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Fri Sep 20, 2013, 07:54 AM

NASA’s Plutonium Problem Could End Deep-Space Exploration

http://www.wired.com/wiredscience/2013/09/plutonium-238-problem/

I know there are people who are anti-nuclear, but to lose deep-space exploration over a lack of plutonium-238 is simply unacceptable to me. Period.

But, once again Congressional stupidity is at fault here, not anti-nuclear activism.


In 1977, the Voyager 1 spacecraft left Earth on a five-year mission to explore Jupiter and Saturn. Thirty-six years later, the car-size probe is still exploring, still sending its findings home. It has now put more than 19 billion kilometers between itself and the sun. Last week NASA announced that Voyager 1 had become the first man-made object to reach interstellar space.

None of this would be possible without the spacecraft’s three batteries filled with plutonium-238. In fact, Most of what humanity knows about the outer planets came back to Earth on plutonium power. Cassini’s ongoing exploration of Saturn, Galileo’s trip to Jupiter, Curiosity’s exploration of the surface of Mars, and the 2015 flyby of Pluto by the New Horizons spacecraft are all fueled by the stuff. The characteristics of this metal’s radioactive decay make it a super-fuel. More importantly, there is no other viable option. Solar power is too weak, chemical batteries don’t last, nuclear fission systems are too heavy. So, we depend on plutonium-238, a fuel largely acquired as by-product of making nuclear weapons.

But there’s a problem: We’ve almost run out.

Many of the eight deep-space robotic missions that NASA had envisioned over the next 15 years have already been delayed or canceled. Even more missions — some not yet even formally proposed — are silent casualties of NASA’s plutonium poverty. Since 1994, scientists have pleaded with lawmakers for the money to restart production. The DOE believes a relatively modest $10 to 20 million in funding each year through 2020 could yield an operation capable of making between 3.3 and 11 pounds of plutonium-238 annually — plenty to keep a steady stream of spacecraft in business.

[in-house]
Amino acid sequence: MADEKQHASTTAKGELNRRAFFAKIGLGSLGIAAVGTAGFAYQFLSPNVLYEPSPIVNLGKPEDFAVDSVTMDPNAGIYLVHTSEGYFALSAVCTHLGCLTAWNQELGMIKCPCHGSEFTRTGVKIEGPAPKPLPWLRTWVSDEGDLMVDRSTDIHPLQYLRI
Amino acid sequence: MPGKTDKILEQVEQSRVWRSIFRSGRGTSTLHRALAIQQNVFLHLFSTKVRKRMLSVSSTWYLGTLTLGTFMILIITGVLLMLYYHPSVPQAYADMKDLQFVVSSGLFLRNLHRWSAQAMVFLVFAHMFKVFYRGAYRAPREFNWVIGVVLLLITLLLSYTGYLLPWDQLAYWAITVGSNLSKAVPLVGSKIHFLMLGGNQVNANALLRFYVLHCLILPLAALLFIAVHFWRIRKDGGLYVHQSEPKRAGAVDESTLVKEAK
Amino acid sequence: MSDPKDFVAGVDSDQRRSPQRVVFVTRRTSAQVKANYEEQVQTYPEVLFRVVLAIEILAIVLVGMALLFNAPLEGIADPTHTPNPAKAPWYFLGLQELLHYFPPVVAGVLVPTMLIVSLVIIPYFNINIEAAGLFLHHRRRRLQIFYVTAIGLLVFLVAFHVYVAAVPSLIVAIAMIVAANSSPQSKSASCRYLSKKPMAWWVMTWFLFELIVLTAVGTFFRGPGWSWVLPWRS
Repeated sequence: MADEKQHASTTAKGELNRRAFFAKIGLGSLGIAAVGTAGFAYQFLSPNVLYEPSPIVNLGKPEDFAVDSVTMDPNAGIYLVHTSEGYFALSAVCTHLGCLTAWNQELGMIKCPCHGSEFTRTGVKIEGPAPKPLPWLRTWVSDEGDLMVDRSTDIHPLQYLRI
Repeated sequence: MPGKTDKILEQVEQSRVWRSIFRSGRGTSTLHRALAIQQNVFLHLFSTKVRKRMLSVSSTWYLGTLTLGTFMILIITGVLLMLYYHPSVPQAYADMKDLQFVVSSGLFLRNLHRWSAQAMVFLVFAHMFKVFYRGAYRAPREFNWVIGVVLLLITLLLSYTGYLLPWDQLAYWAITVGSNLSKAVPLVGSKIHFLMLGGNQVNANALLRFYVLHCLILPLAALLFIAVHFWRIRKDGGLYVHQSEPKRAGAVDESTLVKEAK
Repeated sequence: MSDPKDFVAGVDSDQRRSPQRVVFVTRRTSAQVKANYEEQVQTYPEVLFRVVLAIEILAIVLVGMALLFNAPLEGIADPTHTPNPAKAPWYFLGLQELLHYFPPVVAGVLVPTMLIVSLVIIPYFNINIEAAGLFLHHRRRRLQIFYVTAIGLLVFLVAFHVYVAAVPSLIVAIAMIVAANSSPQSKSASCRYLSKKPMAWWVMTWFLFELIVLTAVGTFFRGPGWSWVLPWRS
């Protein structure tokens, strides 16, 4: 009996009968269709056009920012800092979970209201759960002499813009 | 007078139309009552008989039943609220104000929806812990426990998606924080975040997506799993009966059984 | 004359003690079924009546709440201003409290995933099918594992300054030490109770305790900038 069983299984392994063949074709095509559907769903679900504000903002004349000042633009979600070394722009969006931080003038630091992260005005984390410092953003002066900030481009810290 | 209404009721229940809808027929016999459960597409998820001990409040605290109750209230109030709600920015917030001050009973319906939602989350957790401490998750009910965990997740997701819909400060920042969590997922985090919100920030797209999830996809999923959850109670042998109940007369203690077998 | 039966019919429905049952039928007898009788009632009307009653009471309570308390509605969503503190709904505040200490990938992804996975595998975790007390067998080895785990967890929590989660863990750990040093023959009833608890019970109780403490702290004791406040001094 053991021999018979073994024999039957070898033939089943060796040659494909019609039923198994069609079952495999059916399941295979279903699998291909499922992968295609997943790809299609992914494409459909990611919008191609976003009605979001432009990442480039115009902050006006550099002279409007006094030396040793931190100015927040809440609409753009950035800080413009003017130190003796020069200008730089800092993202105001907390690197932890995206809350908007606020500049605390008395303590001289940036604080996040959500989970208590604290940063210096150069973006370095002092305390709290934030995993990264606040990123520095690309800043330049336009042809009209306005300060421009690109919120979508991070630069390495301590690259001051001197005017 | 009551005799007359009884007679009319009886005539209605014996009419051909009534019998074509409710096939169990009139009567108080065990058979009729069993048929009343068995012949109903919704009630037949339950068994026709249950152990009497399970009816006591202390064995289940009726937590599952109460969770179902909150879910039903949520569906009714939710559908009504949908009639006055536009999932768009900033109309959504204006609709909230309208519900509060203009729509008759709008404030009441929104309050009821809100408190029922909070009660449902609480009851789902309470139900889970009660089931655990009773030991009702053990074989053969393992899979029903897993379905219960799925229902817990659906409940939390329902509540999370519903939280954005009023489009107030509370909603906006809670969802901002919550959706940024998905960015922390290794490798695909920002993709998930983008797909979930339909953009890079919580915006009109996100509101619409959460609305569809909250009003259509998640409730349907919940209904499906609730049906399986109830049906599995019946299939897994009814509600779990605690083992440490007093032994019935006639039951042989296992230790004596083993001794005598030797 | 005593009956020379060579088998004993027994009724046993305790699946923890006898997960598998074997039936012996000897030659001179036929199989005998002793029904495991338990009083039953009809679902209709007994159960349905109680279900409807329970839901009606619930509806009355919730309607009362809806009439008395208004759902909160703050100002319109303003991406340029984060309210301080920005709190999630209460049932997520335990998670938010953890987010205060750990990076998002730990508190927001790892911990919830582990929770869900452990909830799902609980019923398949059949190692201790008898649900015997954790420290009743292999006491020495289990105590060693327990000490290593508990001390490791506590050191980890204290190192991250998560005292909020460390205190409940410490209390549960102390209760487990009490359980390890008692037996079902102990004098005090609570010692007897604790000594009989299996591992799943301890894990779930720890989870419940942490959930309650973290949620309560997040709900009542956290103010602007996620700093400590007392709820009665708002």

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Reply NASA’s Plutonium Problem Could End Deep-Space Exploration (Original post)
MicaelS Sep 2013 OP
DetlefK Sep 2013 #1
madrchsod Sep 2013 #2
RC Sep 2013 #3
eppur_se_muova Sep 2013 #4

Response to MicaelS (Original post)

Fri Sep 20, 2013, 08:11 AM

1. How a plutonium-battery works:

It's the thermoelectric effect.

You need two wires, made from different metals, e.g. iron and copper.
Connect them on one end.
Heat that point, e.g. with a piece of plutonium that's lukewarm from radioactive decay, but make sure that the other ends of the wires are unaffected.
The temperature-difference leads to a shift in electron-density, which is visible as an electric voltage between the untampered ends of the wires.
Connect an electronic device, e.g. a lamp, to the loose ends of the wires and it will run as long as the temperature-difference is upheld.

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Response to DetlefK (Reply #1)

Fri Sep 20, 2013, 08:14 AM

2. thanks for the explanation...

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Response to MicaelS (Original post)

Fri Sep 20, 2013, 09:16 AM

3. I'm waiting for the wind power people to come along and ask why we can't use the solar wind to power

 

our space probes.

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Response to MicaelS (Original post)

Fri Sep 20, 2013, 12:54 PM

4. Other isotopes work, but Pu-238 is the best for several reasons.

https://en.wikipedia.org/wiki/Radioisotope_thermoelectric_generator#Selection_of_isotopes

Considering the number of engineers in Congress, lots of luck explaining this one ...

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